Halloween may be fun, but it’s not for everyone

Zara DeGroot

We may not agree on current politics, religion or the Kardashians, but I think we can all come to a unanimous conclusion that fall is the best season. Filling my heart with a romanticized joy and my mug with a pumpkin spice dirty chai, autumn is by far the highlight of my calendar year.

During the few months that follow an often sweaty and strenuous summer, we’re all about those neutral sweaters, extra cinnamon and nutmeg baked goods, and the two for $22 candle deal at Bath and Body Works. For a chunk of the year, we live under a blissful rose-gold blanket of pumpkin spice and all that’s nice.

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But then, Halloween happens. And our sentimental fall ideal takes a weekend break as we don our slutty nun costumes and take to the streets in a drunken stupor. That’s an exaggeration, but it’s what I saw in “Mean Girls” and so I just assumed.

If you couldn’t tell by the previous graph, I’m not a huge fan of Halloween. It’s my least favorite holiday. In fact, I don’t see why it’s considered a holiday at all.

Halloween seems to disrupt the blissful, intimate season that we’ve all made fall out to be in our heads. Sure, the spookiness of it can be entertaining. Getting chased by a man with a chainsaw in a corn maze is always exhilarating. But dressing like a sexy kitten year after year gets old. At least that’s how I see it. Do like a sexy sloth or something less domestic, for goodness sakes.

Ways of celebrating this holiday differ depending on the age group. Halloween was exciting when we were younger — we could dress up as whatever Disney character we desired without worrying if we were going to get ranted at about the gender stereotypes they perpetuate. We’d wear these costumes proudly over our bulky parkas and extra thick socks (Colorado Octobers can be brutal), and traversed around the block with the neighborhood dads in tow, in hot pursuit of the best candy bars with the utmost gluttony glistening in our eyes.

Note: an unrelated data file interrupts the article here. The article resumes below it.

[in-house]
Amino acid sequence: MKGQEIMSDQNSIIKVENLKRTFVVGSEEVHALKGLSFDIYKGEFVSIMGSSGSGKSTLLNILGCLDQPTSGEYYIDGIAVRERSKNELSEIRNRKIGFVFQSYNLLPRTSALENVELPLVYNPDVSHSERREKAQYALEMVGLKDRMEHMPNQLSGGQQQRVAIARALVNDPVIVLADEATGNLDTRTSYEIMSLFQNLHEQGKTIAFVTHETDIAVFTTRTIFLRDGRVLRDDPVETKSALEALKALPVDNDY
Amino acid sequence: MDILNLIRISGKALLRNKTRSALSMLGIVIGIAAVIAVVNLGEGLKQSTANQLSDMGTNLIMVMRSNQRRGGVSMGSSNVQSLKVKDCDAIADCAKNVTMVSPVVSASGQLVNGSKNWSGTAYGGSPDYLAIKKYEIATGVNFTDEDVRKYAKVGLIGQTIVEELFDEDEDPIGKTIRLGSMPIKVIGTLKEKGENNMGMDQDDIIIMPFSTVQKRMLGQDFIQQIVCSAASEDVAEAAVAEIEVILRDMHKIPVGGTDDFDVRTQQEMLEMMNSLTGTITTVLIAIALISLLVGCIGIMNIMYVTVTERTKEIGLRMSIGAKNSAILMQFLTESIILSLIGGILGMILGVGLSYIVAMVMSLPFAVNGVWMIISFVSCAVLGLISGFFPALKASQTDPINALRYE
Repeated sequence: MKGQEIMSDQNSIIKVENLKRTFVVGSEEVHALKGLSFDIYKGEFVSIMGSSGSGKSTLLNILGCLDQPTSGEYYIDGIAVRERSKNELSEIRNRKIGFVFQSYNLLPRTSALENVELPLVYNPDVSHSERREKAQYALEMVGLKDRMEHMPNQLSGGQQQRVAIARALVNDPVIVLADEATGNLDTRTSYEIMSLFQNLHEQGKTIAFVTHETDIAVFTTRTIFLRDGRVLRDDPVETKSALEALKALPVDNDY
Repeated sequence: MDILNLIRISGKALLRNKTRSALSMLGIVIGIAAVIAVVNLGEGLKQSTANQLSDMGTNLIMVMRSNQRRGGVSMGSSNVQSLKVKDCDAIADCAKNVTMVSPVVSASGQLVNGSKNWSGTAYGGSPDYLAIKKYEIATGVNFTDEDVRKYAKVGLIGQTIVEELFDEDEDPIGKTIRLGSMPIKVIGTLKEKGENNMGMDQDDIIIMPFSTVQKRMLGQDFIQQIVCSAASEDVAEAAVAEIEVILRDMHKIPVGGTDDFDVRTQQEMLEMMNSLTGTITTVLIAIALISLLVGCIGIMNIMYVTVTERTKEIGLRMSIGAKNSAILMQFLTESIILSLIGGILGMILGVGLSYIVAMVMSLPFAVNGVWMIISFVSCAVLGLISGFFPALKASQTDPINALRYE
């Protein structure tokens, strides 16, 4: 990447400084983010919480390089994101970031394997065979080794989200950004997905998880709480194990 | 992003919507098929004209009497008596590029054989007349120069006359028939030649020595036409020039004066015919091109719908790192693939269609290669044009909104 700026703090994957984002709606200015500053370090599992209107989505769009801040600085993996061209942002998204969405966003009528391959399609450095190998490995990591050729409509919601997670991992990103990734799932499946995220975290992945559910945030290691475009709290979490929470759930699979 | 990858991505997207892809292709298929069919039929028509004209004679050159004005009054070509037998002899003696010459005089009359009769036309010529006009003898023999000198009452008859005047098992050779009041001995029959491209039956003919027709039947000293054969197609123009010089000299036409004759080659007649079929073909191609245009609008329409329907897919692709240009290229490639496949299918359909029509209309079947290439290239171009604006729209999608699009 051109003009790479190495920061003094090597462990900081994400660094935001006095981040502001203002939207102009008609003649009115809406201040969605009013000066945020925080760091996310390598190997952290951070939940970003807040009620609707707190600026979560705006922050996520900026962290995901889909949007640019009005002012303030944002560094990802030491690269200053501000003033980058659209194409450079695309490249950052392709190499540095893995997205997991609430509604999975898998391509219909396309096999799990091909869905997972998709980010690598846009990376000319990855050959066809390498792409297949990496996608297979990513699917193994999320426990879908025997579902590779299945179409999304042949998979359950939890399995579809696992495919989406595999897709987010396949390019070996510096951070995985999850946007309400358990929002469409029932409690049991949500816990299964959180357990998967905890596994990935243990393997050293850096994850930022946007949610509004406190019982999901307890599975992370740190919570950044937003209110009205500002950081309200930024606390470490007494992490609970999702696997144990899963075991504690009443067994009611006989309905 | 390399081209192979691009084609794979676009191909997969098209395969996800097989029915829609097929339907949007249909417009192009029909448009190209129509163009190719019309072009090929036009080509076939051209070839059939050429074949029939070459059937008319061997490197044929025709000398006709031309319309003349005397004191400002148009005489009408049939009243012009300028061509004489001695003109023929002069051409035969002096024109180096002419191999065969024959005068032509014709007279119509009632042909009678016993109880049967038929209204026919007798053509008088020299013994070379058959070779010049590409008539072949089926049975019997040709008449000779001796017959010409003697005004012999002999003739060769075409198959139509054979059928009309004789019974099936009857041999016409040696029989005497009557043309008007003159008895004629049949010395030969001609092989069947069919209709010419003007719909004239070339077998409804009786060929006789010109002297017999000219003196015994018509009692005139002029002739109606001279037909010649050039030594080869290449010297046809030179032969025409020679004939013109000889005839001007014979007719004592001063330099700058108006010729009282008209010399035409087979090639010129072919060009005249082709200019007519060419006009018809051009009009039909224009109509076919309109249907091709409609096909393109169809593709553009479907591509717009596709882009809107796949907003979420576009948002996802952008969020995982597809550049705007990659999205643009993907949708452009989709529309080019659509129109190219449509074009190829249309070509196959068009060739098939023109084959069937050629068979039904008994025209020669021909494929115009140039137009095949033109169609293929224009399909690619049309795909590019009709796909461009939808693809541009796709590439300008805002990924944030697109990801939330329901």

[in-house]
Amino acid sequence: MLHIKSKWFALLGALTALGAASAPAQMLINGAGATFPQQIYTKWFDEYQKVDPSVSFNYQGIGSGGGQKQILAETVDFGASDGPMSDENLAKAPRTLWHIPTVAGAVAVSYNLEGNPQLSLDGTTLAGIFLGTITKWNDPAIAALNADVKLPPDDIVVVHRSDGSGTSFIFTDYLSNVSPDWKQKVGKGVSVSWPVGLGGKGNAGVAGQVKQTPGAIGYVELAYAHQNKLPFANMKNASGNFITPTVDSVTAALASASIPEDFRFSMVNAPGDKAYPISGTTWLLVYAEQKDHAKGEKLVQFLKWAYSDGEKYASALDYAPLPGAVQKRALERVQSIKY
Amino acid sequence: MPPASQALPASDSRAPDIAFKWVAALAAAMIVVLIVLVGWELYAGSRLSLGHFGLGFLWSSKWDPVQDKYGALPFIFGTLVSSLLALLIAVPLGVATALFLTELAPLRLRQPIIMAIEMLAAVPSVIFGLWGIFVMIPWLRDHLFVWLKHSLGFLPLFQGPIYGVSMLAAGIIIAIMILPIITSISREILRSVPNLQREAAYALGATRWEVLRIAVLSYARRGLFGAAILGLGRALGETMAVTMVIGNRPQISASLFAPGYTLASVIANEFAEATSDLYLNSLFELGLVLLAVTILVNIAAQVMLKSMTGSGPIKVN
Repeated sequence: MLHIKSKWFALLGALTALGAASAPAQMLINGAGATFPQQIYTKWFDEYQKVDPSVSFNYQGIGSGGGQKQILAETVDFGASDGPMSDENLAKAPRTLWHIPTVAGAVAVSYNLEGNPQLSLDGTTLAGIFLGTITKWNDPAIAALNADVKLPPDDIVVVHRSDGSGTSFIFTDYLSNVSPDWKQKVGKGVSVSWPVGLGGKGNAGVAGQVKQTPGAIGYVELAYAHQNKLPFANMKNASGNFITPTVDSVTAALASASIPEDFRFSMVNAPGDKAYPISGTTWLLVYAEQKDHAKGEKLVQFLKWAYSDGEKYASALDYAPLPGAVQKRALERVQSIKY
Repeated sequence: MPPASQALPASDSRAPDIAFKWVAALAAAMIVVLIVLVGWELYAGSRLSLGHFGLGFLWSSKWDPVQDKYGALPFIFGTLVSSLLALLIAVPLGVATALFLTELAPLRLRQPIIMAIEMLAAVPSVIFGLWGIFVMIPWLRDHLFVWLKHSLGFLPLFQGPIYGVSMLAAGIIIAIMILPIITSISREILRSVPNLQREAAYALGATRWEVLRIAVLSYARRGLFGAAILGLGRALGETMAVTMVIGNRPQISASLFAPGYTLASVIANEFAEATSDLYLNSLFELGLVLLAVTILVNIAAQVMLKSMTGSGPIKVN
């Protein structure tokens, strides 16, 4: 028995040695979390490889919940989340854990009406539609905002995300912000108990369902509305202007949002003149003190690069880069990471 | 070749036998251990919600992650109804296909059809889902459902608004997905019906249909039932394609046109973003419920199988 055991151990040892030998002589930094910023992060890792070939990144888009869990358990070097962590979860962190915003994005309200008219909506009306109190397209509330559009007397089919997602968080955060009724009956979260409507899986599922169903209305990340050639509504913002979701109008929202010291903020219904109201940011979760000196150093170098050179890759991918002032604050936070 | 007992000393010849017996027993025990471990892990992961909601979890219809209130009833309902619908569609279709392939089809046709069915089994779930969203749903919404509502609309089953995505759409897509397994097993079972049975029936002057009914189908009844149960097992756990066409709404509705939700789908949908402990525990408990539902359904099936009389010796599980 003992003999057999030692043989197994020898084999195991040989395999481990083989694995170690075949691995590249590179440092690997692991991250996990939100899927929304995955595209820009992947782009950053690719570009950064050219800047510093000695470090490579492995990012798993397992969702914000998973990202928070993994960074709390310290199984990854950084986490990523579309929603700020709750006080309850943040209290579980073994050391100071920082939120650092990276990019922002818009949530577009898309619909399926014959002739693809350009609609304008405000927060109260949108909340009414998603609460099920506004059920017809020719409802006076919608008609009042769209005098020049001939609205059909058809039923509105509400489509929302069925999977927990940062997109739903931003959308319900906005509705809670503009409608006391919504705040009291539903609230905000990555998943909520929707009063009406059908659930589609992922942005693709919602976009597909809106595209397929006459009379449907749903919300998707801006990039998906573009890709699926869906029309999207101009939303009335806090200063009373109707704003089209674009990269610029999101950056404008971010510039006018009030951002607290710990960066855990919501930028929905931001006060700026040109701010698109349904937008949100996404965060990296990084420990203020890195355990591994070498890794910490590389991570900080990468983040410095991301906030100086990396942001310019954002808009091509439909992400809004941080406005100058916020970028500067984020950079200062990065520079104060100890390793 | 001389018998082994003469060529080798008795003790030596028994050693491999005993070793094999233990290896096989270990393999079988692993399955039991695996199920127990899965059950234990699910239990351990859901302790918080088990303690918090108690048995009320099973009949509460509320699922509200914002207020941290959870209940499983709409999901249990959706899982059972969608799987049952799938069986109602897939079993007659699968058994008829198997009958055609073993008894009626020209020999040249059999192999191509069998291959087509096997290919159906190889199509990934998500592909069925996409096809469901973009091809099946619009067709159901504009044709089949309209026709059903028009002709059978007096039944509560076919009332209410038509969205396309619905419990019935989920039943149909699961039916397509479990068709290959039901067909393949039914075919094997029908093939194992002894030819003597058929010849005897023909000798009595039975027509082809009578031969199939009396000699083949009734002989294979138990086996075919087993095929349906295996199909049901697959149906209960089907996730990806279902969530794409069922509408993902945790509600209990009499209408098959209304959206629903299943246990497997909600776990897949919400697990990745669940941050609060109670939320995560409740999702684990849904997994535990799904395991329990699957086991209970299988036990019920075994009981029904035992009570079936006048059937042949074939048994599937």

What was once a beautiful and innocent tradition between parent, child and corporate candy companies has since turned into an unruly excuse to exercise poor decision-making in the college environment.

Though I tend to lean more left than I do right, and not just because of my bad hip, I will say that when it comes to stereotypical college partying, I remain a bit conservative. I prefer to stay indoors with a loaf of pumpkin bread and a half gallon of sweet tea at my disposal. And that’s probably why Halloween activities seem excessive to me. 

I know what you’re thinking. “You’re either a nun or you’re Jim Bob Duggar, and you’re judgmental.” Though I will probably take a vow of celibacy here shortly if things remain the same, my intent is not to shame nor condemn you for choosing to celebrate and have fun on Halloween. I’m simply attempting to rehash my unpopular opinion, one that I told my editor I would attempt to do. Is it working? Didn’t think so.

Although I oftentimes do nothing for Halloween except pass out candy to cutie angel babies dressed as bumblebees or Elsa, my hope is that you decide to celebrate the holiday in whatever way you please. If that’s braving the chilly night air in a sexy ebola nurse costume, dressing your dog up as a ghoul or handing out Smarties to the neighborhood kids with your parents, have fun with it. 

If there’s one thing I would want you to take away from this column, it’s this: You don’t need to use a holiday as an excuse to dress like a slutty nun. 

And of course, whatever you do, be safe out there, kids.

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Collegian columnist Zara DeGroot once acted weird in front of Justin Bieber. She can be reached at letters@collegian.com, or on Twitter @zar_degroot